Categories: Astronomy

If There are Water Plumes on Europa, Here’s how Europa Clipper Will Study Them

NASA’s Europa Clipper is one of the most anticipated missions of the coming decade, in large part because its target, the large Jovian moon Europa, is considered one of the most likely places in our solar system that extraterrestrial life might exist. If Europa is harboring alien microbes, however, they’re likely to be buried deep beneath the moon’s thick icy crust in a vast subsurface ocean. Unlocking the secrets of this water world isn’t going to be easy, but the Clipper team has a plan to make the most of the opportunity they have: If you can’t get to the ocean, let the ocean come to you.

There is a good possibility that Europa regularly ejects plumes of water into space, squeezing the water through cracks in the icy surface and blasting it off-world. With Europa’s low gravity (the moon is slightly smaller than Earth’s Moon) and lack of atmosphere, water plumes could theoretically reach many hundreds of kilometers high, offering a chance to ‘taste’ Europa’s oceans without ever touching down.

This stunt has been done before elsewhere in the Solar System. In 2015, the Cassini spacecraft orbiting Saturn flew through plumes erupting from Enceladus, a small water world not entirely dissimilar to Europa in composition. Cassini recorded hints of organic compounds, salts, and minerals, all of which suggested the tantalizing possibility of habitable ecosystems on Enceladus. Cassini’s instrument suite included a ‘cosmic dust analyzer,’ allowing it to study any tiny particles it encountered as it flew through the plumes. Europa Clipper will carry a similar instrument.

A composite image showing suspected plumes of water vapor erupting from Europa. The image of the plume was made from data collected by NASA’s Hubble’s Space Telescope Imaging Spectrograph in 2014. The image of Europa itself is made from data from NASA’s Galileo and Voyager missions. Credit: NASA/ESA/W. Sparks (STScI)/USGS Astrogeology Science Center.

The first challenge for the Clipper mission will be to determine whether these plumes exist on Europa at all. Unlike Enceladus, where we had clear indications of the plumes’ existence, the evidence for plumes on Europa are far from conclusive. “We’re still in the space where there’s really intriguing evidence, but none of it is a slam dunk,” said Matthew McKay Hedman, a researcher with Europa Clipper’s spectrometer team. Europa’s plumes, if they exist, may also be harder to find, being weaker and more sporadic.

The Clipper spacecraft will search for plumes using several of its instruments. Its cameras will watch for their silhouettes against the bright light reflected from Jupiter. Plumes may also be visible in ultraviolet, and if so, the team will be able to use spectroscopy to determine their chemical makeup. Clipper will also be equipped with a thermal imager to look for hotspots in the ice sheets, which would hint at recent or ongoing eruptions.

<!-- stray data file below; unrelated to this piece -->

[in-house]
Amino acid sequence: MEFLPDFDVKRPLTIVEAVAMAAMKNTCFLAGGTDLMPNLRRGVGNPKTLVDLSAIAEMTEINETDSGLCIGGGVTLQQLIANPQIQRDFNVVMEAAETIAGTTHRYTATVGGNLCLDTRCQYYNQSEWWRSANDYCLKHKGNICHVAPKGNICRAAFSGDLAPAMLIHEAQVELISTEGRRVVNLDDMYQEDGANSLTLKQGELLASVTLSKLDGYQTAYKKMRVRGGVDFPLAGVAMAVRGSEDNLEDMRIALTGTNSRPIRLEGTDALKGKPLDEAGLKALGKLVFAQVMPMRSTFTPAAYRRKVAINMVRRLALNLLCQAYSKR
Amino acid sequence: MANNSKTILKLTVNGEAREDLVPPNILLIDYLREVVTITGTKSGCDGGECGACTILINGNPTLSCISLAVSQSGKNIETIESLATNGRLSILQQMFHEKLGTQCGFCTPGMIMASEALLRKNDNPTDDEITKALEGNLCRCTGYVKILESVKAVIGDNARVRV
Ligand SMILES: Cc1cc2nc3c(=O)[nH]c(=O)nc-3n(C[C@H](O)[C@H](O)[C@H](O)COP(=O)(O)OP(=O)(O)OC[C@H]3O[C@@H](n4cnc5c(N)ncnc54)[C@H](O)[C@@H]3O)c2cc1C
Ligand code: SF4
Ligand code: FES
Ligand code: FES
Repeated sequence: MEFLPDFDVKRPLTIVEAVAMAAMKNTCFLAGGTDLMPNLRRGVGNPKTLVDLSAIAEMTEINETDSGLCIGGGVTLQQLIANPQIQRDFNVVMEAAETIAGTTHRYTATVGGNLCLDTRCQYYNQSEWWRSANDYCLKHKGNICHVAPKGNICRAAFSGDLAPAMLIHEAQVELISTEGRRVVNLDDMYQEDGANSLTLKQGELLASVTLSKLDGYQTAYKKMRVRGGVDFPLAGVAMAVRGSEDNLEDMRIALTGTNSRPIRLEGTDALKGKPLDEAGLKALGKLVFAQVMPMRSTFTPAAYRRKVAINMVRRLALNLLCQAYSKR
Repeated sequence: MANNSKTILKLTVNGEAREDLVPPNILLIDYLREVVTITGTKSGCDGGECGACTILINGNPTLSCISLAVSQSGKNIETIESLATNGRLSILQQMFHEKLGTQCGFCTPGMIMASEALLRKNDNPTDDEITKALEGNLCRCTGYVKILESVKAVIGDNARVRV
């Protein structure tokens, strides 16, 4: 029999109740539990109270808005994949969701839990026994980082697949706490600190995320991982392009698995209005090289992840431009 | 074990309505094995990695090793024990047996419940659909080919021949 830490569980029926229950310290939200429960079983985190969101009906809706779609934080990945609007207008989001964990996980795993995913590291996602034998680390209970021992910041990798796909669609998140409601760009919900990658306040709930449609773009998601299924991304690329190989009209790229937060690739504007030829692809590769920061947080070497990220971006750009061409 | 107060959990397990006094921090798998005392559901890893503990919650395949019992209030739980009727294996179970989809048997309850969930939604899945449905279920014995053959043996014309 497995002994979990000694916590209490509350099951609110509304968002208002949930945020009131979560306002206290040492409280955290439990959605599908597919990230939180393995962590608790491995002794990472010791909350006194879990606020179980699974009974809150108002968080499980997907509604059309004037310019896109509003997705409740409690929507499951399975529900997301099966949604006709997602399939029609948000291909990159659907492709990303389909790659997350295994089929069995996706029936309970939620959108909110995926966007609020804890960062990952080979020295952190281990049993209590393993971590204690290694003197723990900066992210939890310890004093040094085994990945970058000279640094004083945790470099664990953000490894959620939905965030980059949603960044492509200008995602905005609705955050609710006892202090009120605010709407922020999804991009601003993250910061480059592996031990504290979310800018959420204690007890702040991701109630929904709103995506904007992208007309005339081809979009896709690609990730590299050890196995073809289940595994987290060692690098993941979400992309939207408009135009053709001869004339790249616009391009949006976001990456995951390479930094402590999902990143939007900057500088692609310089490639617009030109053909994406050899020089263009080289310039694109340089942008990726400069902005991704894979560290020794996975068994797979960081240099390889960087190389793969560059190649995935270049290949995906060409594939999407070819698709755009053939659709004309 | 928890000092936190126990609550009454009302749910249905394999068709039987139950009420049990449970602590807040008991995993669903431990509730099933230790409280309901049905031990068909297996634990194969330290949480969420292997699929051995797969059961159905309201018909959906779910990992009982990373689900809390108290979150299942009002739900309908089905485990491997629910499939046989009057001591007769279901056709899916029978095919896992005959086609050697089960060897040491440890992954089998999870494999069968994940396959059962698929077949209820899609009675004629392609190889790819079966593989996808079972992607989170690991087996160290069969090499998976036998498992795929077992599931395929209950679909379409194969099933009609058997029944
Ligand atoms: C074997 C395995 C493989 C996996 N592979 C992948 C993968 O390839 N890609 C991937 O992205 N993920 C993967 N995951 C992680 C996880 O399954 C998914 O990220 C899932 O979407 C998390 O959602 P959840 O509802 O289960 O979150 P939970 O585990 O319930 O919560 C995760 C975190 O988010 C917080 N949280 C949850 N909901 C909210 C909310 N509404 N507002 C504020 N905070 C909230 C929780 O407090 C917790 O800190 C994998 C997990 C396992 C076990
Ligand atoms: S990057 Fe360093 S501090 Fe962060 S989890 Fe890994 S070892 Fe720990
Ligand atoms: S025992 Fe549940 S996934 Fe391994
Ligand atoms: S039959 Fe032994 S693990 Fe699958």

Whether Clipper finds plumes or not, its instruments will enable it to study Europa in more detail than ever before. To be clear, the mission isn’t designed to look for life directly – instead, its job is to determine habitability – to find out whether life could exist there. The chemistry and conditions on Europa need to be just right for it to harbor life, and Europa Clipper is the first step in determining its viability for life.

The Clipper will be working in a difficult environment. Radiation levels around Jupiter can be hazardous to its instruments with extended exposure, meaning that it can’t simply sit in orbit around Europa, which is Jupiter’s sixth-closest moon. Instead, the Clipper will circle Jupiter in an elongated orbit, dipping in close and fast, screaming by Europa before rushing out to safer, more distant space to transmit its data back to Earth. There are 44 such flybys planned, and with carefully calculated gravity assists, the Clipper should be able to map Europa’s entire surface by the end of its primary mission.

NASA’s Europa Clipper is set to launch on a Falcon Heavy Rocket in October 2024, arriving at Europa in 2030.

Learn More:

Are Water Plumes Spraying From Europa? NASA’s Europa Clipper Is on the Case. NASA/JPL-Caltech.

Featured Image: Left -Jupiter’s moon Europa, taken on March 2, 1979, by NASA’s Voyager 1 spacecraft. Middle – Europa, taken by NASA’s Voyager 2 spacecraft on July 9, 1979. Right – a view of Europa made from images taken by NASA’s Galileo spacecraft in the late 1990s. Credit: NASA/JPL-Caltech.

Scott Alan Johnston

Scott Alan Johnston is a historian and science writer from Ontario, Canada. He is the author of "The Clocks are Telling Lies: Science, Society, and the Construction of Time," which tells the story of the early days of global timekeeping, when 19th-century astronomers and engineers struggled to decide how best to organize time in a newly interconnected world. Scott has a PhD in history from McMaster University. You can follow him on Twitter @ScottyJ_PhD

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